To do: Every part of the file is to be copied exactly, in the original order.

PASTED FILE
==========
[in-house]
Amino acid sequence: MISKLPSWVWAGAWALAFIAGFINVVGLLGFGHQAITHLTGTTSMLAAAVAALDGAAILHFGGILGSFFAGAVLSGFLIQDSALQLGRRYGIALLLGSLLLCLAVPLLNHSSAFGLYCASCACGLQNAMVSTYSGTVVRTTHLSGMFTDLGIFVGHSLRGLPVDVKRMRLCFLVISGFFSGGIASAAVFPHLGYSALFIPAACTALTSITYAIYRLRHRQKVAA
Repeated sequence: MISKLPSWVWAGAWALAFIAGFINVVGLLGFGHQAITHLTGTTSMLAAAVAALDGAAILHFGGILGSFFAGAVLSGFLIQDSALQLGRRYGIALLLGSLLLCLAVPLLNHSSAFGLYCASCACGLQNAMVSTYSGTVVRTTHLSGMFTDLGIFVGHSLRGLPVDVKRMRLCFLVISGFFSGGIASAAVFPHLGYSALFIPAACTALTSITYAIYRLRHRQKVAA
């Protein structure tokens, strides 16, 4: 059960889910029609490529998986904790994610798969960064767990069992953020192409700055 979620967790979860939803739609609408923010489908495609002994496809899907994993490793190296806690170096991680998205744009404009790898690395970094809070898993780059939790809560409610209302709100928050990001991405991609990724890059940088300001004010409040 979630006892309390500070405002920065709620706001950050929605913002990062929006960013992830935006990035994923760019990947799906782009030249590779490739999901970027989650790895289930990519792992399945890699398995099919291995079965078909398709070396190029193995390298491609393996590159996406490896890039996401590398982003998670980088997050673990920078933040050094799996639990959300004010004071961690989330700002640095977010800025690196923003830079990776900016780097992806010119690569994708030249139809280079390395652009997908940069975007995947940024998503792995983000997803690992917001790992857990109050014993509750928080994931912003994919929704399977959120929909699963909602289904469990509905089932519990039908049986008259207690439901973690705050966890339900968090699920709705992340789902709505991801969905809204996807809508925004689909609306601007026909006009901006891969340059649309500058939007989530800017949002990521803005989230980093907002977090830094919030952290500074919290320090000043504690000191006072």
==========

[in-house]
Amino acid sequence: MISKLPSWVWAGAWALAFIAGFINVVGLLGFGHQAITHLTGTTSMLAAAVAALDGAAILHFGGILGSFFAGAVLSGFLIQDSALQLGRRYGIALLLGSLLLCLAVPLLNHSSAFGLYCASCACGLQNAMVSTYSGTVVRTTHLSGMFTDLGIFVGHSLRGLPVDVKRMRLCFLVISGFFSGGIASAAVFPHLGYSALFIPAACTALTSITYAIYRLRHRQKVAA
Repeated sequence: MISKLPSWVWAGAWALAFIAGFINVVGLLGFGHQAITHLTGTTSMLAAAVAALDGAAILHFGGILGSFFAGAVLSGFLIQDSALQLGRRYGIALLLGSLLLCLAVPLLNHSSAFGLYCASCACGLQNAMVSTYSGTVVRTTHLSGMFTDLGIFVGHSLRGLPVDVKRMRLCFLVISGFFSGGIASAAVFPHLGYSALFIPAACTALTSITYAIYRLRHRQKVAA
């Protein structure tokens, strides 16, 4: 059960889910029609490529998986904790994610798969960064767990069992953020192409700055 979620967790979860939803739609609408923010489908495609002994496809899907994993490793190296806690170096991680998205744009404009790898690395970094809070898993780059939790809560409610209302709100928050990001991405991609990724890059940088300001004010409040 979630006892309390500070405002920065709620706001950050929605913002990062929006960013992830935006990035994923760019990947799906782009030249590779490739999901970027989650790895289930990519792992399945890699398995099919291995079965078909398709070396190029193995390298491609393996590159996406490896890039996401590398982003998670980088997050673990920078933040050094799996639990959300004010004071961690989330700002640095977010800025690196923003830079990776900016780097992806010119690569994708030249139809280079390395652009997908940069975007995947940024998503792995983000997803690992917001790992857990109050014993509750928080994931912003994919929704399977959120929909699963909602289904469990509905089932519990039908049986008259207690439901973690705050966890339900968090699920709705992340789902709505991801969905809204996807809508925004689909609306601007026909006009901006891969340059649309500058939007989530800017949002990521803005989230980093907002977090830094919030952290500074919290320090000043504690000191006072």